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Navigating the Separation Process in North Carolina

October 9, 2015 | by

If you and your spouse are considering divorce, it is important to understand North Carolina’s separation requirements. North Carolina law requires that a husband and wife be separated for one year prior to obtaining an order for divorce. Although this condition sounds straightforward, individuals often have questions about the separation requirements under North Carolina law.

When does the one-year separation period begin to run?

The one-year period commences when you and your spouse begin living in different residences, with at least one spouse having the intent to live apart from the other. If you and your spouse are living at the same address, you are not separated. Even in cases where you may be habiting opposite sides of the house, the fact that you share one address means you’re not separated. If you are residing in separate homes, you must remain separated for one year and one day to become eligible to obtain an order for absolute divorce.

What happens if we reconcile during the one-year separation period?

If you and your spouse reconcile during the one-year separation period, the separation is considered to have ended. A reconciliation does not pause the separation. Instead, the separation must start over in the event that a reconciliation is not permanent. North Carolina courts consider the “totality of the circumstances” to determine if the parties have reconciled.  As such, an isolated incident of intimacy or sexual intercourse during the separation period generally does not constitute a reconciliation.

Do I need a written separation agreement?

North Carolina does not require a written separation agreement to fulfill the one-year separation requirement. North Carolina courts do not require proof of separation beyond parties’ testimony unless there is a dispute between the parties as to when the period of separation began. Although a written separation agreement is not required, it is likely in your best interest to have a separation agreement drafted and signed.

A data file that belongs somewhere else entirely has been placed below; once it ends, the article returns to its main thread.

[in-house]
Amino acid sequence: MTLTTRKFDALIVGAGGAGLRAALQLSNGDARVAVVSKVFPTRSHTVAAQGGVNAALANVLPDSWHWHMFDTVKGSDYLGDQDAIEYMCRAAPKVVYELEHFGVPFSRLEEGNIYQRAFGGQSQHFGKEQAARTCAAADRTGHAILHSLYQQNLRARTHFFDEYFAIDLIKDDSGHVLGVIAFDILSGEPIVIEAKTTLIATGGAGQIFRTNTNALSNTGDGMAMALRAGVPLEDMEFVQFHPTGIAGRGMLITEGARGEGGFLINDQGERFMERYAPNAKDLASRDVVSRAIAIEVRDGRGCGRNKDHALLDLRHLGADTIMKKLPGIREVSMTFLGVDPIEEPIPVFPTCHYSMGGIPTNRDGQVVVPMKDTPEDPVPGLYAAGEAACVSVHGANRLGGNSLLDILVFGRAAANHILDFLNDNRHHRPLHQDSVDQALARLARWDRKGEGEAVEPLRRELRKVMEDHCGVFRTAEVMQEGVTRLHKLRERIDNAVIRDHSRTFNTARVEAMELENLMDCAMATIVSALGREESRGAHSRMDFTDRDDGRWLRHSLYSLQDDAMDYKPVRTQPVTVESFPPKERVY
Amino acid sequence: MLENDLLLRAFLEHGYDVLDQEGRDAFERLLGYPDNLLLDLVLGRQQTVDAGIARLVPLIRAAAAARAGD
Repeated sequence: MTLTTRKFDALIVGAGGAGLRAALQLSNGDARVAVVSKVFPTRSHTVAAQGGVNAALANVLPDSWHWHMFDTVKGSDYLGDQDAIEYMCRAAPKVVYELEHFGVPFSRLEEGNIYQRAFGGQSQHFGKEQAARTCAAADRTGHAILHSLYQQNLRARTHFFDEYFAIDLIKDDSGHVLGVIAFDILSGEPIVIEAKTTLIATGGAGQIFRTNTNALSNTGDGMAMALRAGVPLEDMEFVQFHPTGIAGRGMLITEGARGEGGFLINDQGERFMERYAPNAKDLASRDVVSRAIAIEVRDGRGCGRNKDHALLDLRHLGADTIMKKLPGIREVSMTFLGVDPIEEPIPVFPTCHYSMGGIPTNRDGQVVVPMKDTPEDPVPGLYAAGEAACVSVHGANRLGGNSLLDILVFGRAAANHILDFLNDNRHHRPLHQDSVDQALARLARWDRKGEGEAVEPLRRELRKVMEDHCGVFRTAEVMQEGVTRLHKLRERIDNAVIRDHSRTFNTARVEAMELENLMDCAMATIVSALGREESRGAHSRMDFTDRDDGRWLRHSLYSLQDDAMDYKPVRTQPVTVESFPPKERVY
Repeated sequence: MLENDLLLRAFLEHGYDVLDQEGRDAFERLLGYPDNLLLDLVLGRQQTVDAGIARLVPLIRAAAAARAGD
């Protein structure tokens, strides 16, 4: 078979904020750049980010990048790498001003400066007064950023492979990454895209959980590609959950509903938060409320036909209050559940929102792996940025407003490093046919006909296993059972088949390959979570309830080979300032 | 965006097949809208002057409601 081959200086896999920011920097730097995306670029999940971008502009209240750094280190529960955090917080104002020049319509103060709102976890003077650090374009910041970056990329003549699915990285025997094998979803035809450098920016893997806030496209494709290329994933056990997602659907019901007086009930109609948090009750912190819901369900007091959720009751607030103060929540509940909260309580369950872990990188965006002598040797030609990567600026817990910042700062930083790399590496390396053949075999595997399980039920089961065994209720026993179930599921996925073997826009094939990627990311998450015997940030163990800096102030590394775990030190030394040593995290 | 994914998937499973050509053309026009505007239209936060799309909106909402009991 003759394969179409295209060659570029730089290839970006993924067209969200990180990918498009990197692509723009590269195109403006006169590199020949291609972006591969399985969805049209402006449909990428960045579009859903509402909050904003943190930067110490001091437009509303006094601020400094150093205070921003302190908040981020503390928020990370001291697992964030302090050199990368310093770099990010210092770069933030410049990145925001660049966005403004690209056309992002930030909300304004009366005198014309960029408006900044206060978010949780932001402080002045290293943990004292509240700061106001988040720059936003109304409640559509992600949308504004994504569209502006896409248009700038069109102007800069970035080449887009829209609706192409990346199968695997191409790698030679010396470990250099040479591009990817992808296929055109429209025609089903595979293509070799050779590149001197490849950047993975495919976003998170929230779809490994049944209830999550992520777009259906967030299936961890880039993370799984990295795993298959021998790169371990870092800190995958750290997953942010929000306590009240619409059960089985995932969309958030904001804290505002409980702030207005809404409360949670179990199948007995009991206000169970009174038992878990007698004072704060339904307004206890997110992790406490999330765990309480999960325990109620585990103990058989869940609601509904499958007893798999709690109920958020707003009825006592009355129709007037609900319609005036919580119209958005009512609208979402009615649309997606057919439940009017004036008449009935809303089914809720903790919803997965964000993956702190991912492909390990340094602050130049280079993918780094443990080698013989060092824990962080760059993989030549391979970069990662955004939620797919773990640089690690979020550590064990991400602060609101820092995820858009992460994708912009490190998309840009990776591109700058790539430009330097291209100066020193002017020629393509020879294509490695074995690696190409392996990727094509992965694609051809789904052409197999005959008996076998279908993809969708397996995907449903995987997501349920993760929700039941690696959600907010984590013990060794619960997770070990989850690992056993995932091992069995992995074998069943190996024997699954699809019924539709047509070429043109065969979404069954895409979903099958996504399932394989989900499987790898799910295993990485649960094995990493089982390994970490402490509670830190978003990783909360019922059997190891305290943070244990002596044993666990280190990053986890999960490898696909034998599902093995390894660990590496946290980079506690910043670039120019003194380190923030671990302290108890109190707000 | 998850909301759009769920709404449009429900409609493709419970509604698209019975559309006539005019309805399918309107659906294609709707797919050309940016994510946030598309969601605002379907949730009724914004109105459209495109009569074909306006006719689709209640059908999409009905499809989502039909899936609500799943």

Why should I have a separation agreement and what is its purpose?

No divorce is the same. Separation agreements help divorcing couples set expectations and terms of their divorce. You can address every issue pertaining to the end of your marriage in the separation agreement except the divorce itself. The separation agreement can address how the marital property will be divided, if alimony will be paid and how much, how child custody and visitation will be arranged, how much child support will be paid, and other issues relating to the divorce.

Drafting a separation agreement involves communication and negotiation with your spouse. Although communication between spouses may be difficult during the early stages of the separation, a separation agreement often makes the divorce process less expensive and less antagonistic for both parties. By coming to an agreement on most, if not all, of the terms relating to the divorce, parties can avoid extensive legal fees associated with litigation. If the parties have an effective separation agreement in place when their one-year separation period has expired, the only thing left to do is file for a final divorce.

Do I need to hire an attorney to separate from my spouse?

Although you do not need an attorney to separate from your spouse, it is in your best interest to hire an attorney to represent your interests when negotiating and drafting a separation agreement. A separation agreement is a legally binding contract, meaning once you sign it; you are bound to its terms. Even if you represent yourself during the drafting and negotiation of the separation agreement, it is especially important to have an attorney review your separation agreement before you sign the contract. Remember, if your spouse has hired an attorney, that attorney represents your spouse’s interests alone.  Divorce is an emotional and sometimes overwhelming process, which is why it’s important to have an objective third party by your side to help protect your rights and interests.

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